Saturday, October 12, 2013

working Low-Key Hillclimbs week 2: climbing Montevina

After coordinating week 1 of the Low-Key Hillclimbs last week, I was a volunteer for week 2, with the role of taking split times where the course transitioned from paved to dirt. It was a fun climb, mostly on paved Montevina Road, but then the riders traversed a barrier and continued the last half-mile on fire road.

To get there, I of course rode. So with a small backpack and on my trusty steel Ritchey Breakaway, I set off ahead of the riders to be in position before the leaders arrived.

Stephen Fong photo

This was to be my longest hard climb effort by a factor of two since I injured myself, and came after riding to work on back-to-back-days, that coming after a hard workout in the gym and physical therapy. Hardly what would be classified as a "pre-competitive taper". But despite this, I went out at a power pace (around 280 W avg) which would have been solid for me up Old La Honda, a substantially shorter climb than Montevina, at my peak fitness. Not surprisingly, this didn't last, and I faded. I managed to catch the fade and settle into something around 240 watts, which I sort of held, with one serious hiccup where I almost took a wrong turn and needed to loop around, until the steep stuff approaching the gate. For the finish, it was a simple exercise in survival, trying to keep my 36/26 turning.


Of course, despite all sorts of reasons this shouldn't be considered my best possible effort on this climb, my immediate response is "I'm too old to climb well anymore." But the rational self says, even if that's true, this doesn't show it. Training really works, and as I've noted here, my volume has been way lower than it was before the crash. And you're not going to whip out an amazing climb your first time trying anything close to Montevina's 500 paved vertical meters.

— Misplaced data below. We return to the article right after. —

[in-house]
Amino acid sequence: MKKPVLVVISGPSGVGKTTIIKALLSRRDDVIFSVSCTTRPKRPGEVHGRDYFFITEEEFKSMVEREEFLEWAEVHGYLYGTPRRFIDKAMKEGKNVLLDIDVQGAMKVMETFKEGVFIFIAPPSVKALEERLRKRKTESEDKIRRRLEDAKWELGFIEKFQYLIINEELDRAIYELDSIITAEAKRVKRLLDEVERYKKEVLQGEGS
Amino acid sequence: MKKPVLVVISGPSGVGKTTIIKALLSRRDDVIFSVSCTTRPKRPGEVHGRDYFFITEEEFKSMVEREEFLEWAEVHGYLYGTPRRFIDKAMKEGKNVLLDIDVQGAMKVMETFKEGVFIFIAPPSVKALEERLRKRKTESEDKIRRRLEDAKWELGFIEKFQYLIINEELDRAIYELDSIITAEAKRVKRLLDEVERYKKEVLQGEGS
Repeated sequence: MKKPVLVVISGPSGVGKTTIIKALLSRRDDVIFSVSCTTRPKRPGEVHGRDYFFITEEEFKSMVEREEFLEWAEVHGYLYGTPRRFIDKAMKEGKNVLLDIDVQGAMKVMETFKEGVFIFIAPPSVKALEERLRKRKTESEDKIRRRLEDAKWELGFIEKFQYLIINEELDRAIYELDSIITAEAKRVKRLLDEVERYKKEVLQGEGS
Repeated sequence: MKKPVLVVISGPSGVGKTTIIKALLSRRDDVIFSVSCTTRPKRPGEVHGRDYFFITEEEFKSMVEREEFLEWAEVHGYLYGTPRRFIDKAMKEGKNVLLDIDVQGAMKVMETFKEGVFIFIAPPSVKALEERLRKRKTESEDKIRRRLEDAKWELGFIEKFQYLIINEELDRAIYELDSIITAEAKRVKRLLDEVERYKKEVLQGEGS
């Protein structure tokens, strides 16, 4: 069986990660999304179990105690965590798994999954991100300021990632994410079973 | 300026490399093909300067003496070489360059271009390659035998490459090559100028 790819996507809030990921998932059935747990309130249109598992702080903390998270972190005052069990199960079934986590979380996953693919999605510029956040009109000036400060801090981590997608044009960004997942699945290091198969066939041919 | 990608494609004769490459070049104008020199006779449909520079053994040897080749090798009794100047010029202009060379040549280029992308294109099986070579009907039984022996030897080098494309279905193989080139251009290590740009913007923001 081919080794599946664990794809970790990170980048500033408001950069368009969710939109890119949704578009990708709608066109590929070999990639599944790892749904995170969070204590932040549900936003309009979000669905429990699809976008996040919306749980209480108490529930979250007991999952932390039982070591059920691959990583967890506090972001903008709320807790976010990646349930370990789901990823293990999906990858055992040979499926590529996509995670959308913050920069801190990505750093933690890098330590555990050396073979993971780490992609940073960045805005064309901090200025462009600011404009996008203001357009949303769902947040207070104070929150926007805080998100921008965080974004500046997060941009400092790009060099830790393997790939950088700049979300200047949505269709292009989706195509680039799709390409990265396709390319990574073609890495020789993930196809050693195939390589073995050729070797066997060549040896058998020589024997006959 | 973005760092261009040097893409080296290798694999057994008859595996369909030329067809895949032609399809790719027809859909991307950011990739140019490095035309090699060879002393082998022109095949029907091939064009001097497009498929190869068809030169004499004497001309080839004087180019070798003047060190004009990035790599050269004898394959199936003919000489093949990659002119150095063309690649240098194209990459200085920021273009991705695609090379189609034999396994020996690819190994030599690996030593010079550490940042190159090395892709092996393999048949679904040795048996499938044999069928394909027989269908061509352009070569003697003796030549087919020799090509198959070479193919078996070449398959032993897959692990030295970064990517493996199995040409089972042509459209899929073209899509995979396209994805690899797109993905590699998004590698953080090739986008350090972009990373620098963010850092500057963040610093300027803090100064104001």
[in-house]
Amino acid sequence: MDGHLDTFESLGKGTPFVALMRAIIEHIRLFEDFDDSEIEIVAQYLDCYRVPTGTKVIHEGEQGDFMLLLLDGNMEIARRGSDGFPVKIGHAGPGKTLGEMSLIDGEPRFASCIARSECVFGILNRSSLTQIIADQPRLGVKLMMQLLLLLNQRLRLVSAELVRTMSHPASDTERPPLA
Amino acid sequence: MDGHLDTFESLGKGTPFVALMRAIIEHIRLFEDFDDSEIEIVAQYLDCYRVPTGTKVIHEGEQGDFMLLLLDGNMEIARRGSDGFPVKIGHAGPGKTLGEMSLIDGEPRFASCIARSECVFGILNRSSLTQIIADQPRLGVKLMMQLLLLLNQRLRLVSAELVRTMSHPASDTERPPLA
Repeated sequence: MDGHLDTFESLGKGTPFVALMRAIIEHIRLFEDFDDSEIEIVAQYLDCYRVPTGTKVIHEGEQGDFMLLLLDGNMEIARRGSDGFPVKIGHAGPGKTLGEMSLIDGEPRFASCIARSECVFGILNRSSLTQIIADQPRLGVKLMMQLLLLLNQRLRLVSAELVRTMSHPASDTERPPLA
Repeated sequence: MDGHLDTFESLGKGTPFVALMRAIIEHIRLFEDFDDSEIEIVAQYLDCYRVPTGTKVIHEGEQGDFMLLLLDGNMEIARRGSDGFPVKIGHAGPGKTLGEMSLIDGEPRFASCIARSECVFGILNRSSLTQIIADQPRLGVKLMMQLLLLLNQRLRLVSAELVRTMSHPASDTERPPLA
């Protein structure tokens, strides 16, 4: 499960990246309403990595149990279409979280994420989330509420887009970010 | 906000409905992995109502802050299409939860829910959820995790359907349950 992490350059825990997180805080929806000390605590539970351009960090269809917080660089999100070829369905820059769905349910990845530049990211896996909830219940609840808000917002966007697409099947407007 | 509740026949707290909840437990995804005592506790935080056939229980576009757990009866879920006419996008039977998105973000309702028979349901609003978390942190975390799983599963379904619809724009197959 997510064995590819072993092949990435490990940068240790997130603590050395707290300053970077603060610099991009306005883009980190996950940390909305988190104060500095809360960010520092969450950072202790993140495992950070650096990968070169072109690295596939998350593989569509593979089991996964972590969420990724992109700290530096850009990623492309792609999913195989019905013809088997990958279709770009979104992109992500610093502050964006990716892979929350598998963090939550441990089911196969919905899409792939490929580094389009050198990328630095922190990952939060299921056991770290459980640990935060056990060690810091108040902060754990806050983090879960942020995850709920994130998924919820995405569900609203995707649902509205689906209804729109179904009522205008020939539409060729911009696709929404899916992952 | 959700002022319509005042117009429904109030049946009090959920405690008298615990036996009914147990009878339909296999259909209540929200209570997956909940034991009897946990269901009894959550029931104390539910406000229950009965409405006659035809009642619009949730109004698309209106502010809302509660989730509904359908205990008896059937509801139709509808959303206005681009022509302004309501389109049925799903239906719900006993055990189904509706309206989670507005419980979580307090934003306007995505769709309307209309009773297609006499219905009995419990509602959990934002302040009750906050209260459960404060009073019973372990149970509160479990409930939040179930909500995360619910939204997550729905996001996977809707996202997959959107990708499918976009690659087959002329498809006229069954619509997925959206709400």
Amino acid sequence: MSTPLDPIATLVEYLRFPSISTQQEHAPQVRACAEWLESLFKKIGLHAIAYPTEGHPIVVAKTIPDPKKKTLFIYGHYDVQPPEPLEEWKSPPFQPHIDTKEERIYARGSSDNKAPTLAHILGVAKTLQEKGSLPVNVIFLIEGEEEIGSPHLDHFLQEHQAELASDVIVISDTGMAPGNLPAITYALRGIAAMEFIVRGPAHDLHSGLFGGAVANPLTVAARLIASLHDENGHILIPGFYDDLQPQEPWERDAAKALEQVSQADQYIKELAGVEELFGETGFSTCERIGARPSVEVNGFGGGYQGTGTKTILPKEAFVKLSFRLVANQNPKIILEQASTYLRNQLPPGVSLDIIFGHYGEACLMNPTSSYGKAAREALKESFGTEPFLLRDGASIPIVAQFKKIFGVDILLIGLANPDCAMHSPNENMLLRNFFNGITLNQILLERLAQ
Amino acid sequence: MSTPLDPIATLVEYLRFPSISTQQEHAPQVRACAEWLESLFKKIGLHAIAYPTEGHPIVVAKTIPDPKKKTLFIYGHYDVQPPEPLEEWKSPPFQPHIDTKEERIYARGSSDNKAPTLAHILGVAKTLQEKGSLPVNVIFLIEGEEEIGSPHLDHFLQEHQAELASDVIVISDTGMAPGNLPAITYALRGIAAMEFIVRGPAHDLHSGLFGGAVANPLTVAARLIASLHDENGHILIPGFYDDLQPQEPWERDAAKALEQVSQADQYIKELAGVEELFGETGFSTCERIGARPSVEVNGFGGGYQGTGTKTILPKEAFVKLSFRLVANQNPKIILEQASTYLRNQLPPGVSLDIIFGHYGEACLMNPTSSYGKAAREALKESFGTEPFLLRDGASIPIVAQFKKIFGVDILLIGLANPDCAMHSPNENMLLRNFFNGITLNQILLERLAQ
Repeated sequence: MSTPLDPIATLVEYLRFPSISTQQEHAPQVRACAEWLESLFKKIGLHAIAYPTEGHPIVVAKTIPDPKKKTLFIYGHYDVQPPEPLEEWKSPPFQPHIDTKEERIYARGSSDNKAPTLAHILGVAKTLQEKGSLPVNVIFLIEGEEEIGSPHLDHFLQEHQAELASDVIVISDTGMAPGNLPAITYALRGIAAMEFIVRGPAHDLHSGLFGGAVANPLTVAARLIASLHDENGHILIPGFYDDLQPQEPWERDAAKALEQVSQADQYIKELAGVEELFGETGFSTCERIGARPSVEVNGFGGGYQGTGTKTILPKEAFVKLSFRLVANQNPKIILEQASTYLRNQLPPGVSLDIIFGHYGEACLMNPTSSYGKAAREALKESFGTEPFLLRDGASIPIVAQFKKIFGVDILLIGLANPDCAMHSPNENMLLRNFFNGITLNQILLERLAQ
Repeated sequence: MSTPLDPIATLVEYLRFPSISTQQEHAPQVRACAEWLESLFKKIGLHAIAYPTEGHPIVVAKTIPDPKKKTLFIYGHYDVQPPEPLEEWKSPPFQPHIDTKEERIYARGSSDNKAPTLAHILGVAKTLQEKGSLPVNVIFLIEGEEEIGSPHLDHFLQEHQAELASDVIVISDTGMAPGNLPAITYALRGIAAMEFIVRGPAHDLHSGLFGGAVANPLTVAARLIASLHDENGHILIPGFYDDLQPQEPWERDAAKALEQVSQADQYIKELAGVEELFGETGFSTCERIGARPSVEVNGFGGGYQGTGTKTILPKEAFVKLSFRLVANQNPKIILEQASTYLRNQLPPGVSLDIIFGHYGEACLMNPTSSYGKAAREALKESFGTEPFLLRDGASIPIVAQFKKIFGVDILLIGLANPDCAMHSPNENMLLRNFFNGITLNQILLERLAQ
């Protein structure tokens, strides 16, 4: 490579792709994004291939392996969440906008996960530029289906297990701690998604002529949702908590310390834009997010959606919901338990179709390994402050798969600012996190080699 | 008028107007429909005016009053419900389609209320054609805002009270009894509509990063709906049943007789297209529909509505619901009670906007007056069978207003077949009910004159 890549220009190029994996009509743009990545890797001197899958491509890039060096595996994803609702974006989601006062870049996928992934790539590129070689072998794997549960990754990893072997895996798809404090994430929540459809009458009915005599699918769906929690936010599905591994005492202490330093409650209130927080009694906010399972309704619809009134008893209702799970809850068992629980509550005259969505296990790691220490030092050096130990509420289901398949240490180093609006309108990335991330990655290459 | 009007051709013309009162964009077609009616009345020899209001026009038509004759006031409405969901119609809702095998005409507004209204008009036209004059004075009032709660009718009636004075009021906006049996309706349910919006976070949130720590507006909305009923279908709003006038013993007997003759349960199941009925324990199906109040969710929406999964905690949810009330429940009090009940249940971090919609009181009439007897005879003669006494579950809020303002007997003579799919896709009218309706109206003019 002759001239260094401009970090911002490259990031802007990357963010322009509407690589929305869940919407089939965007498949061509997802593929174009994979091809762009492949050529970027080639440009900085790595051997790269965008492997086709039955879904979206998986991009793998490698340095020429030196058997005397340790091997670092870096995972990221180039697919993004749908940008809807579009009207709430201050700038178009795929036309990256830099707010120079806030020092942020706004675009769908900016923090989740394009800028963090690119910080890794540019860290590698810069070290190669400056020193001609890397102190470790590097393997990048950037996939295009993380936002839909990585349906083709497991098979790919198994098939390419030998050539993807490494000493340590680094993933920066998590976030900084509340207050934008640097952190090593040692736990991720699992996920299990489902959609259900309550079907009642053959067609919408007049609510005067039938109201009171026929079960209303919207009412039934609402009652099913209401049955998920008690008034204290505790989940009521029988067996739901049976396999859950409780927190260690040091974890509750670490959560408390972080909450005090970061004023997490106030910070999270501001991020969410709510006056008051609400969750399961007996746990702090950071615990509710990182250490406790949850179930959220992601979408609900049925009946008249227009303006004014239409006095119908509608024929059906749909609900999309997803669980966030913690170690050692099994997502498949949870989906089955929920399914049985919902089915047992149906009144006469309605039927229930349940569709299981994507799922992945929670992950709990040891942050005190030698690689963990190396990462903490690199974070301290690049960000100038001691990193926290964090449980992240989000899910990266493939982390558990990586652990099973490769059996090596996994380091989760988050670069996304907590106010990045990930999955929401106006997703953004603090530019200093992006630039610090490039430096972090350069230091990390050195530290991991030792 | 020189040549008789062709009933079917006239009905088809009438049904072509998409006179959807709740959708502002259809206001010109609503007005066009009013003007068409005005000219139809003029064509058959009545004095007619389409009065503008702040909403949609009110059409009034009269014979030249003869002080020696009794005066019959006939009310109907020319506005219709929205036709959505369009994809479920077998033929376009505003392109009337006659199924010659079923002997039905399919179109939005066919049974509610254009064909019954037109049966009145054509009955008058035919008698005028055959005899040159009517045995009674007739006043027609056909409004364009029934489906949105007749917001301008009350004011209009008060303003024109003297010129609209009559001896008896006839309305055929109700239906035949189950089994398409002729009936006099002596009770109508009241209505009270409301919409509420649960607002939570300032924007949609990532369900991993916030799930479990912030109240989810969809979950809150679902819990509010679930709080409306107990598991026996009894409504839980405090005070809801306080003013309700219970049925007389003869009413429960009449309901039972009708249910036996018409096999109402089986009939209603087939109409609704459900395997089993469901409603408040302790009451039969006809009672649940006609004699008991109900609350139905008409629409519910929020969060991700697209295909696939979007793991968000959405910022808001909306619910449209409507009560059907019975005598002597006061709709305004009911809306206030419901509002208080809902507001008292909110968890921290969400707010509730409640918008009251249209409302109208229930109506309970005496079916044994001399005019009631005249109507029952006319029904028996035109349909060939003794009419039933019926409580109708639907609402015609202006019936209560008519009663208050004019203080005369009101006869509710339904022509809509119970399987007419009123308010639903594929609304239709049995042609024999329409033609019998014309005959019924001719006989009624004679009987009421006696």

I'd like to be decent in three weeks, which should be the first one I ride for real.

Cara Coburn photo

The actual work of recording split times went well. I used the Android Ultrachron app. It's principal weakness is it's too easy to hit the "stop" button on the touch screen. I did this twice. The first time was when holding the phone before the first rider arrived. The second time was after the second rider arrived when I accidentally hit "stop" instead of "lap". As a result of the first, I had to restart the timer with the first rider, then sync with the finish line stopwatches after all riders had passed. In the second instance, I estimated it was 1.0 seconds between when I hit "stop" and then "start" again, so I adjusted times on this assumption. A good event-based timing app would just have a "lap" button, with "stop" a menu option. But overall it went well, except I missed one number, which I later got from the video camera we had set up there.

Sometimes taking split times means doing a bit extra for the riders. Here's a shot of Marco and Ruth on their most excellent Calfee custom tandem:

Cara Coburn photo

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